Didn’t I know it. I had a Tinkerbell wannabe at home, pixie dust and slutty little green dress and all.  She kept trying to get me to give her the clap, said it would help her become a real girl.  I was holding out, but one of these days I was gonna give in.  There was a limit to how many times I could find her in my boxers before my sanity went out the window.

‘Got a name on the virgin or the guy?’ I asked, overpaying for an undercooked Italian sausage. I slathered it with sauerkraut and mustard, took a big bite and tried not to think too hard on what kind of meat I was eating.  Dragons weren’t particularly known for their nutritional selectivity.  It might have been beef or pork, but it was just as likely rat or pigeon.  It tasted a bit funny, but that could have been just my imagination.  I piled more sauerkraut on, just in case.

The dragon scratched his snout, snorted a little flame.  “Yeah,” he said after a little while. “She had some fruity hippie name. Sky or Moonbeam or Rain or somethin’ like that.  Sunshine.  Yeah. That was it.  Sunshine.” I must have had a sceptical look on my face, cos the dragon got defensive then.  “I’m not makin’ this up, Macey.  The broad’s name was Sunshine.”

I shoved the last bite in my mouth, balled up the wax paper, shot for the garbage bin and missed completely.  “And the guy?” I asked after swallowing.

“How the fuck should I know?” the dragon shot back. “I sell franks and sausages, Mace. You’re the fuckin’ detective.  Detect, for chrissake.”

“Yeah, yeah.  Anything else?”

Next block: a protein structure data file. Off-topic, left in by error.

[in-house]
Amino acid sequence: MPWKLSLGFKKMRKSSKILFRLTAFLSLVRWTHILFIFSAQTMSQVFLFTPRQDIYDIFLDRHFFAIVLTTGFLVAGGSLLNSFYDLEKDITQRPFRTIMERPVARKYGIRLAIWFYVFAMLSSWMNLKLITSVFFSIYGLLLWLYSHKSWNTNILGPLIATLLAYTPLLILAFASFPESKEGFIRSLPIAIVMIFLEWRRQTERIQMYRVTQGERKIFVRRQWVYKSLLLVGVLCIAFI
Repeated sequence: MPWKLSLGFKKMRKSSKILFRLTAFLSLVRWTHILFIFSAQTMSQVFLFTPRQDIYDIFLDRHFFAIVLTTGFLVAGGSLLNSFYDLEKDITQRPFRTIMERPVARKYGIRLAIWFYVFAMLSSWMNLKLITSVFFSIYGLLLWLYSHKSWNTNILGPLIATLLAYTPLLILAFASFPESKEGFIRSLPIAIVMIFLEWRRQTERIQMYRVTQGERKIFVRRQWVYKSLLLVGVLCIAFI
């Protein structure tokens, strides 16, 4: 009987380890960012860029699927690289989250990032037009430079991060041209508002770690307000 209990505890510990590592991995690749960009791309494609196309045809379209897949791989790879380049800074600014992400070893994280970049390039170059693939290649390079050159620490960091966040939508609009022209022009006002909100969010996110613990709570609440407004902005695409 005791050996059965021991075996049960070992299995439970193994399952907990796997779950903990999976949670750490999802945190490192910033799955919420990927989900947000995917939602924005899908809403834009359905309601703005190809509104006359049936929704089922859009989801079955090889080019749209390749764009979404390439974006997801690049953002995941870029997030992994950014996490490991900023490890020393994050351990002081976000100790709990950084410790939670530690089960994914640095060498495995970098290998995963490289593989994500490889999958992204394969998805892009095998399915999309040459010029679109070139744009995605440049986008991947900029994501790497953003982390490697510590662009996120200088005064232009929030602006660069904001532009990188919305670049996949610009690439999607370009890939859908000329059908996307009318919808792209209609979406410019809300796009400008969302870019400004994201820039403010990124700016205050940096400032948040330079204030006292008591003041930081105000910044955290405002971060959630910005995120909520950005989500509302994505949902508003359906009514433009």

He scratched his snout again and shot a line of flame from his nostril onto the grill.  A glob of something else shot out of his nostril and splattered on the sausages slowly turning over the fire.  Lunch suddenly felt like a lump in my stomach, but I swallowed hard and tried not to think too hard about that either. “Yeah. George loved the shit outta that girl, but I can’t really blame her for walkin’, yanno?  You know unicorns.  Takes a special kinda woman ta deal with their protective macho bullshit.  Georgie had bad luck tryin’ ta find the right one.  Sunshine was the last of a long line, you know what I mean?”

Yeah, I knew what he meant, and I knew unicorns too.  Hell, just last week we’d had to break up a bar brawl involving two unicorns, their virgins and some drunk frat boys who had done nothing but ask the ladies to dance.  “Overprotective” didn’t even begin to cover how unicorns acted towards their women.

The dragon had given me some food for thought, and a couple of leads to chase down.  George the Unicorn had probably thrown himself off the Brooklyn Bridge, but maybe he hadn’t.  Maybe there’d been a fight or maybe he’d gotten pushed.  It was my job to figure that out.  I dropped a Jackson on top of the hot dog cart.  “Thanks for the info,” I said, “and for lunch, as underdone as it was.”

I didn’t see the Jackson disappear, but I knew it had made its way into the dragon’s pockets.  No scaly slinger of questionable meat worth his salt would lose a twenty so easily.  He shrugged. “I do what I can,” he said. “Now get the fuck outta here before you chase away all my clientele. They can smell when cops come around, and I got eggs ta feed.”

I did as he asked and walked back to my car, parked a block away with my elven partner hopefully still inside and not out chasing butterflies or flowers or whatever it was she did when I was out of her sight.  I was tired of it all suddenly; the two-ton unicorn road pizza, the Tinkerbell roommate, the dragon informant, the elf partner, the troll who trained me at the gym, the leprechaun who fixed my shoes last week… I couldn’t remember the last time I’d had any sort of meaningful interaction with an actual human being.

The sausage I’d eaten at the cart was rumbling around in my stomach.  I popped a couple of antacid tabs, rubbed my gut and wondered how long it would be before I could request a transfer out of Exotic Crimes.  Nothing against the elves and fairies and mythical beasties, but after a night like last night I just wanted to deal with normal people again.